Normal volunteers were enrolled from April to June 2014. All underwent a complete ophthalmologic examination, which included the following components: determination of best-corrected visual acuity (BCVA); slit-lamp biomicroscopy; refraction measurement using autorefraction and refinement by an experienced optometrist; calculation of the spherical equivalence (SE) using the spherical diopter (D) plus one-half of the cylindrical dioptric power for later analysis; a dilated fundus examination using a three-mirror contact lens; and intraocular pressure (IOP) measurement using noncontact tonometer measurements. Heart rate and blood pressure of subjects were measured at the time of OCT imaging. The mean arterial pressure (MAP) was calculated as the diastolic blood pressure plus one-third the difference between the diastolic and the systolic blood pressure. The ocular perfusion pressure (OPP) was determined by subtracting the IOP from the 2/3 MAP. The medical and family histories of the patients were collected. The inclusion criteria were a BCVA of 16/20 or better, and SE between +1 and −3 D. The exclusion criteria were a prior history of ocular surgery or trauma; BCVA < 16/20; IOP > 21 mm Hg; a family history of glaucoma in a first-degree relative; signs of myopic degeneration or a pathological form of myopia; and other ophthalmic diseases or the presence of any systemic disease that might affect blood flow, such as diabetes mellitus or hypertension. The research was approved by the Institutional Review Board of the Eye and ENT Hospital of Fudan University, and conformed to the tenets of the Declaration of Helsinki. An informed consent form was signed by all subjects. 
OCT Data Acquisition and Processing
Optical coherence tomography angiography scans were obtained by the spectral-domain system RTVue-XR Avanti (software version 2.0.5.39; Optovue, Inc., Fremont, CA, USA). This system has an A-scan rate of 70,000 scan per second, using a light source centered on 840 nm and a bandwidth of 45 nm. Both eyes of each participant were examined and scanned within the same visit. Three dimensional (3D) OCT angiography scans were acquired over 3- × 3-mm regions by using 5 repeated B-scans at 216 raster positions, each B-scan consisting of 216 A-scans. With a B-scan frame rate of 270 frames per second, each scan can be acquired in ∼3.5 seconds. Four volumetric raster scans, including two horizontal priority (x-fast) and two vertical priority (y-fast), were obtained consecutively. The best x-fast and y-fast scans were processed by the SSADA algorithm,5 and motion artifact was removed by 3D orthogonal registration and merging of two scans. An en face retinal angiogram was created by projecting the flow signal internal to retinal pigment epithelium. All this processing can be achieved using the software included (version 2.0.5.39).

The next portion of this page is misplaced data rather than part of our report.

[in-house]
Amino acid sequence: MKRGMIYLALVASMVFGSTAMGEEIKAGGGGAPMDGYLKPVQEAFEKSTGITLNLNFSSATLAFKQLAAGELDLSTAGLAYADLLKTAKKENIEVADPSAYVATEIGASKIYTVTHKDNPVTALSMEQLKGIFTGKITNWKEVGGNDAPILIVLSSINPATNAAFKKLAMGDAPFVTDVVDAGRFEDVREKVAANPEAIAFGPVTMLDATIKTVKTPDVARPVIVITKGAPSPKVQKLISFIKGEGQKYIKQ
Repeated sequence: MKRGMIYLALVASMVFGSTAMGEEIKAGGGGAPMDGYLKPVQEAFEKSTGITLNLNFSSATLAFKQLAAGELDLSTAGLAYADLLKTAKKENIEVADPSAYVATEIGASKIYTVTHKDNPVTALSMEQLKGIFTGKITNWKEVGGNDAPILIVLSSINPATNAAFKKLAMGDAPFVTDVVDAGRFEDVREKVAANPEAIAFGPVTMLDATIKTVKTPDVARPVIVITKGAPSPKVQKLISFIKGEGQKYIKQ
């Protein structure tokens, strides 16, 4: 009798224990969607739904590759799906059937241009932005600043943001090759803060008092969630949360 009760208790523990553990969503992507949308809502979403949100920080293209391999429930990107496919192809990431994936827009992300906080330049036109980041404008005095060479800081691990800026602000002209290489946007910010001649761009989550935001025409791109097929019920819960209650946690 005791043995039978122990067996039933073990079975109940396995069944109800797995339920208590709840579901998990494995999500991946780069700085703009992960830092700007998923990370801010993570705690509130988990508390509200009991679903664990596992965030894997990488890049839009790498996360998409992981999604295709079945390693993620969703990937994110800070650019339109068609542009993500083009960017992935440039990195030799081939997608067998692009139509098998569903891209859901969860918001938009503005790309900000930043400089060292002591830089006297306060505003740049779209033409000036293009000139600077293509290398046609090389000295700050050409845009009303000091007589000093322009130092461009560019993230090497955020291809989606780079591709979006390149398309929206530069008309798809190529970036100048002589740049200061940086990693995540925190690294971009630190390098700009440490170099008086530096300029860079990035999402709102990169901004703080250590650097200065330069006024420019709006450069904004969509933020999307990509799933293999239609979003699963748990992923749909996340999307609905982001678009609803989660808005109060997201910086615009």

Macular Perfusion Measurement
In order to quantify macular circulation, en face retinal angiograms were output and processed by use of ImageJ software (Image J2x 2.1.4.6 ud4; Wayne Rasband, National Institutes of Health, Bethesda, MD, USA). The parafoveal flow index and the parafoveal vessel area density were calculated as previously described.7,8 In our study, the parafoveal region was defined as an annulus with an outer diameter of 2.86 mm and inner diameter of 1 mm (Supplementary Fig. S1). Briefly, the parafoveal flow index was defined as the average decorrelation value, given by:  where A is the parafoveal area and D is the decorrelation value acquired by the SSADA algorithm.